The European tomato market is undergoing important changes, both in the productive potential and in consumer trends and preferences. How do you survive in an increasingly competitive market? Product diversification and the constant selection of varieties is one of the keys for Bonnysa, which in addition to producing and marketing around 35,000 tons of tomatoes per year, is finding great potential in the cultivation of tropical fruits, in fresh cut and ready-to-eat products and in table grapes, whose production has been resumed after 25 years.
Jorge Brotons, manager of Bonnysa Agroalimentaria.
"The more traditional Spanish tomato varieties are going through difficult times"
The company produces tomatoes throughout the year, although volumes are lower in the summer months. It currently exports 90% of its fresh production to the EU, with Germany, the United Kingdom and the Netherlands as the main destinations and a focus on the retail.
Although Spain has dominated the European markets in recent years, it is worth noting that third countries like Morocco and Turkey have achieved huge growth, gaining market share in Europe, and the Netherlands seems to be increasingly extending its campaign.
"The market share of Spanish tomatoes in Europe is indeed threatened," says Jorge Brotons, manager of Bonnysa. "We found that the rules of the game do not apply to everyone equally. There is permissiveness on third countries, which work with much lower standards when it comes to phytosanitary, environmental and labor issues. Spain is a country that strictly complies with regulations and it should demand that the rights and obligations be at the same level for everyone. At this time, with the sanitary crisis and the new post-COVID19 scenario, Europe should become stricter and protect its own producers. Our agricultural sector has to be strong and have the capacity for self-sufficiency. We shouldn't have to rely on third parties."
"Spanish tomatoes are going through difficult times. In our case, five years ago, we started focusing on new varieties in which the flavor and texture stand out, and which are currently the most demanded by consumers. These varieties require specialization and therefore have a greater value," says the manager of this company. "Bonnysa is trying at all times to be very quick in decision-making when it comes to tomatoes and their marketing, as well as very strategic in the medium term in the choice of those varieties, so as to continue being innovative," he says.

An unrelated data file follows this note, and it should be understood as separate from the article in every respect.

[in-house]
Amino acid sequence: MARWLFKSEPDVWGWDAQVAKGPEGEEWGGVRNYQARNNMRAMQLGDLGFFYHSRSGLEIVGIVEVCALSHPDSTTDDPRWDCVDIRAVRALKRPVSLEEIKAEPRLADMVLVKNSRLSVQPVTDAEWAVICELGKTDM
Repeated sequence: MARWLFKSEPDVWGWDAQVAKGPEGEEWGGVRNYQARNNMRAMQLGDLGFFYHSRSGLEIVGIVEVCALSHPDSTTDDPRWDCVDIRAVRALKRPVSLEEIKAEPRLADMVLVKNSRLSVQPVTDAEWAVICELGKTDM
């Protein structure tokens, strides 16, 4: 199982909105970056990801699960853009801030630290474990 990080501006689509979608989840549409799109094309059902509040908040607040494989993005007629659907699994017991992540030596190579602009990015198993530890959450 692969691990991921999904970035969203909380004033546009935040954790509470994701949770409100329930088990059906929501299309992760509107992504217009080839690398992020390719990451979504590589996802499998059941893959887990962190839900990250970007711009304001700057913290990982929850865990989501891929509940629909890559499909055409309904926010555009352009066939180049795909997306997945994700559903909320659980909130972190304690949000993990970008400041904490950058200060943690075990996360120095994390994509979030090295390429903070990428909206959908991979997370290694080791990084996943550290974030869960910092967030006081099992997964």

"We are growing table grapes again after 25 years"
Although tomatoes have been at the core of this company since 1956, they are betting on expanding their product range.
"We are tomato growers and that is what we want to continue being. What we have been doing for years is to diversify our product range. An example of this is that we are growing grapes again after 25 years. It is something that we already knew how to do, and we are cultivating only the sweet, seedless and super crunchy varieties. We have the license for some of the leading varieties in the sector and we started marketing them this year, with sales expected to grow exponentially in the coming years," says Jorge Brotons.
"We are facing the table grape project with great enthusiasm. We have the infrastructure, we have the varieties and we have a specialized team to carry it out," he says.
Becoming established with bananas and papayas. Possibility of breaking through with the pitahaya
"We have managed to become established as a leader in the banana sector with our Bondelicious brand, and also now with the Bonnysa brand. As for the papayas we grow in Tenerife, we have also consolidated ourselves in the European market, managing to compete against the Brazilian production. All this with a closer proximity to the markets, a lower carbon footprint and a much higher taste quality," says the manager of Bonnysa. "We are also looking into the cultivation of pitahaya as a new subtropical product."
"The fresh cut range is growing in every format and will continue to do so if things are done with honesty"
The company has spent years investing in the production of fresh cut and ready-to-eat products. "Customers are very careful with what they buy and they demand that the products not be processed as such. In our case, they are always transformed and that is one of our strengths. The ultra-processed ones are in the spotlight of experts and consumers and are increasingly rejected," says Brotons.
"Consumers want products that are easy to consume and accessible at any time. The fresh cut range is growing in every format, and will continue to do so if things are done with honesty, with no chemical additives or aggressive production processes," he says.
In its Development and Improvement Plant for Fruit and Vegetable Products, Bonnysa is works with different product lines.
"As for tomato derivatives, we have grated tomato -which this year was named Flavor of the Year in Spain-, our tomato juice drink and dried tomato. We also have our tomato Saborsada® and a new line of marinated tomatoes that will surprise consumers."
"Guacamole sales continue to increase, both in the domestic and the European markets. New, larger formats have been introduced and we continue working to expand the range of consumer formats. We are going to continue testing new products, some tomato-based, since we see that our products are always welcome because of their fresh and natural character, as they contain no additives or preservatives," says Jorge Brotons.
"The main advantage of these products is that they are always natural and fresh. This is part of our DNA and it is what the consumer increasingly demands. The challenge is to go further with natural products with a longer shelf life. Thanks to the use of technology, we know we can do it."